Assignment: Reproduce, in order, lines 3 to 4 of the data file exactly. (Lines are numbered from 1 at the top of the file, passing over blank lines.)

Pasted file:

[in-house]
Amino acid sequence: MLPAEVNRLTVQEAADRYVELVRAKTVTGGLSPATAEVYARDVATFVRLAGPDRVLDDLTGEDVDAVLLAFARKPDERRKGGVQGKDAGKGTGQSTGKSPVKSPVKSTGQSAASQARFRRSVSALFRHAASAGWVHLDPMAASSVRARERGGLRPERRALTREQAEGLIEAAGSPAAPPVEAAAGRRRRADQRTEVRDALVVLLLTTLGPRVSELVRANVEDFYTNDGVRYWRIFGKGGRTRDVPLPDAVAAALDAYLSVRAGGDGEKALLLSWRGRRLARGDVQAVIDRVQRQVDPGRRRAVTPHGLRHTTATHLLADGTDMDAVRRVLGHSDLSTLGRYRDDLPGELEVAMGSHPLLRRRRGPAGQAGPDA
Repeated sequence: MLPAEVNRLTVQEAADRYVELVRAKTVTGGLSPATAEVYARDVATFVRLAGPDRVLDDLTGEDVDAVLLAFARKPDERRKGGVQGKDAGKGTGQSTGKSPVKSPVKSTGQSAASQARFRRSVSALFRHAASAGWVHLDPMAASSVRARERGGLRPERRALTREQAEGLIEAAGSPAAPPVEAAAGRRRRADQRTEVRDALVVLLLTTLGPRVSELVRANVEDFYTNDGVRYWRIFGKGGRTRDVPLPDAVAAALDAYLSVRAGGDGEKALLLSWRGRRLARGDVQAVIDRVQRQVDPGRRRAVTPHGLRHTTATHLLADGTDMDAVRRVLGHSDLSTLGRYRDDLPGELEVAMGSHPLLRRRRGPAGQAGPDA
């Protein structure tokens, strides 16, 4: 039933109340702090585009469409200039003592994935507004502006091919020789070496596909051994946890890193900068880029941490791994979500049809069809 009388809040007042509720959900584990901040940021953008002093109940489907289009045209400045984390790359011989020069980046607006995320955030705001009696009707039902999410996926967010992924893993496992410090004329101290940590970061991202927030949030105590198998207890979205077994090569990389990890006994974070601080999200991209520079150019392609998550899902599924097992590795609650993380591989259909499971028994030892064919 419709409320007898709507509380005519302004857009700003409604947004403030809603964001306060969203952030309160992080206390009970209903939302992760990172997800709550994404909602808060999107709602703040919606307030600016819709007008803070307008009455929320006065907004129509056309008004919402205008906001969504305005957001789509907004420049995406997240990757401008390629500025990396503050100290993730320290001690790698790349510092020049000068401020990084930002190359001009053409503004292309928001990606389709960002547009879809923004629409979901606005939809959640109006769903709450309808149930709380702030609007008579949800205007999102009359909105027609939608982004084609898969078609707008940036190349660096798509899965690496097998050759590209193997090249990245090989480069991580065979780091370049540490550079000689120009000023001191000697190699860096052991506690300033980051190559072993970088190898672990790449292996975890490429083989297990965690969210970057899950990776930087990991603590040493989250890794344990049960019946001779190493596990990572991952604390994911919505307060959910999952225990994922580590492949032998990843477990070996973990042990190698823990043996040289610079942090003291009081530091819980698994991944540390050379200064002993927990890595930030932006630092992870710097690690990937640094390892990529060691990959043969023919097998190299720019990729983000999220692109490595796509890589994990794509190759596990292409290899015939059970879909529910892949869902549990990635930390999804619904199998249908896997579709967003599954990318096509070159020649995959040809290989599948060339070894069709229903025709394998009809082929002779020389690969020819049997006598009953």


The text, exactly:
Repeated sequence: MLPAEVNRLTVQEAADRYVELVRAKTVTGGLSPATAEVYARDVATFVRLAGPDRVLDDLTGEDVDAVLLAFARKPDERRKGGVQGKDAGKGTGQSTGKSPVKSPVKSTGQSAASQARFRRSVSALFRHAASAGWVHLDPMAASSVRARERGGLRPERRALTREQAEGLIEAAGSPAAPPVEAAAGRRRRADQRTEVRDALVVLLLTTLGPRVSELVRANVEDFYTNDGVRYWRIFGKGGRTRDVPLPDAVAAALDAYLSVRAGGDGEKALLLSWRGRRLARGDVQAVIDRVQRQVDPGRRRAVTPHGLRHTTATHLLADGTDMDAVRRVLGHSDLSTLGRYRDDLPGELEVAMGSHPLLRRRRGPAGQAGPDA
């Protein structure tokens, strides 16, 4: 039933109340702090585009469409200039003592994935507004502006091919020789070496596909051994946890890193900068880029941490791994979500049809069809 009388809040007042509720959900584990901040940021953008002093109940489907289009045209400045984390790359011989020069980046607006995320955030705001009696009707039902999410996926967010992924893993496992410090004329101290940590970061991202927030949030105590198998207890979205077994090569990389990890006994974070601080999200991209520079150019392609998550899902599924097992590795609650993380591989259909499971028994030892064919 419709409320007898709507509380005519302004857009700003409604947004403030809603964001306060969203952030309160992080206390009970209903939302992760990172997800709550994404909602808060999107709602703040919606307030600016819709007008803070307008009455929320006065907004129509056309008004919402205008906001969504305005957001789509907004420049995406997240990757401008390629500025990396503050100290993730320290001690790698790349510092020049000068401020990084930002190359001009053409503004292309928001990606389709960002547009879809923004629409979901606005939809959640109006769903709450309808149930709380702030609007008579949800205007999102009359909105027609939608982004084609898969078609707008940036190349660096798509899965690496097998050759590209193997090249990245090989480069991580065979780091370049540490550079000689120009000023001191000697190699860096052991506690300033980051190559072993970088190898672990790449292996975890490429083989297990965690969210970057899950990776930087990991603590040493989250890794344990049960019946001779190493596990990572991952604390994911919505307060959910999952225990994922580590492949032998990843477990070996973990042990190698823990043996040289610079942090003291009081530091819980698994991944540390050379200064002993927990890595930030932006630092992870710097690690990937640094390892990529060691990959043969023919097998190299720019990729983000999220692109490595796509890589994990794509190759596990292409290899015939059970879909529910892949869902549990990635930390999804619904199998249908896997579709967003599954990318096509070159020649995959040809290989599948060339070894069709229903025709394998009809082929002779020389690969020819049997006598009953």